"Roy Williams has 'amnesia' when it comes to college basketball's seedy underworld," reads the headline of this Yahoo! Sports article written by Pete Thamel and Dan Wetzel.
Well, that's a juicy start, isn't it? Amid the emerging scandal surrounding shoe company representatives' involvement with college basketball, let's put a high-profile college basketball head coach — the coach of the defending NCAA champions, no less — in the headline and paint him as a liar. That'll get the clicks.
But the article itself starts with a false premise: that Roy Williams claimed to be completely ignorant of any of the seedier influences in college basketball. It wants us to think that Ol' Roy is playing dumb. He's not. Thamel and Wetzel's article centers around an interview with Myron Piggie, the former AAU coach of the Children's Mercy Hospital 76ers, who served 37 months in prison after admitting to taking more than $420,000 for his players and using that money to steer them to — and away from — certain schools.
Thamel and Wetzel apparently asked Piggie about this article from ESPN's Jeff Goodman, which the Yahoo story declines to link.
"Williams admitted he hasn't followed the specifics of the college basketball scandal closely, but that he was 'stunned' when he first heard the news that four assistant coaches and two people affiliated with Adidas were arrested by the FBI a week ago.
'This is a whole different level we're talking about here,' Williams said. 'This is a different level that should have some people being scared to death.' . . .'I know it looks really bad,' Williams said. 'I don't know. I don't enjoy that part. But to paint the entire college basketball world like this I don't think it's fair either because I don't think that's what the entire college basketball world is all about. But it was just a shock to me.'"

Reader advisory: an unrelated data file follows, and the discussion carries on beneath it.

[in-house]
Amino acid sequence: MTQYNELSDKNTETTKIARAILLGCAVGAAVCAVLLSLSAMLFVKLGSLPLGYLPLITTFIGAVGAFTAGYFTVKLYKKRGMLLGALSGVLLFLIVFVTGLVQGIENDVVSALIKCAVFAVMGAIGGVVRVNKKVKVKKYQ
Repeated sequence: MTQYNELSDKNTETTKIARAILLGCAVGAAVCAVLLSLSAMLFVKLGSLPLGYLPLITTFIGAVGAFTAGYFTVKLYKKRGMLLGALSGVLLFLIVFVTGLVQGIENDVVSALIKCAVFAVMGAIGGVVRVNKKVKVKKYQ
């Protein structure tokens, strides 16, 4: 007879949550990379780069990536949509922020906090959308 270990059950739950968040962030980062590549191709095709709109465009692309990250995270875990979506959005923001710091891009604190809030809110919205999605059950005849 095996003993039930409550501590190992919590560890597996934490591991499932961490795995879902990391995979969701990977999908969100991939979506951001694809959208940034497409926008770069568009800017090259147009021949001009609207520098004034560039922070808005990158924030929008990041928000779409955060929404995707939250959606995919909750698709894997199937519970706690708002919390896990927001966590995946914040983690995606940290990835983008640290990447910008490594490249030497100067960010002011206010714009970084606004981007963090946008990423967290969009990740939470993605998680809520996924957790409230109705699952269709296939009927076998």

That's Goodman quoting Williams. And Piggie's reaction to that, according to Thamel and Wetzel?
"'Well, that’s [expletive],'” Piggie told Yahoo Sports. 'I mean, come on. Come on. You know Roy knew. He was in the mix. He knew what was going on. Roy’s got amnesia.'"
Myron Piggie was based in Kansas City. He paid JaRon Rush $5,000 not to play for Roy Williams at Kansas. Williams is certainly aware of the seedy underbelly of college basketball, and he knows who Myron Piggie is. He's never said otherwise. Roy Williams has never claimed to be unaware of handlers in college basketball. And from Kansas to North Carolina, he has pulled out of several high-profile recruiting battles specifically because of it.
The Yahoo writers reached out to Steve Kirschner, North Carolina's senior associate athletic director for strategic communications, who coordinates Williams' media obligations. Kirschner adds context for Williams' quote.
“'He was shocked that last Tuesday he came to work and heard about FBI informants and wiretaps and coaches getting arrested,' Kirschner said. 'It was out of the blue that this story came out. I think that’s the shock we all had. Unless you had knowledge of the FBI investigation, I’d say last Tuesday shocked everyone.'"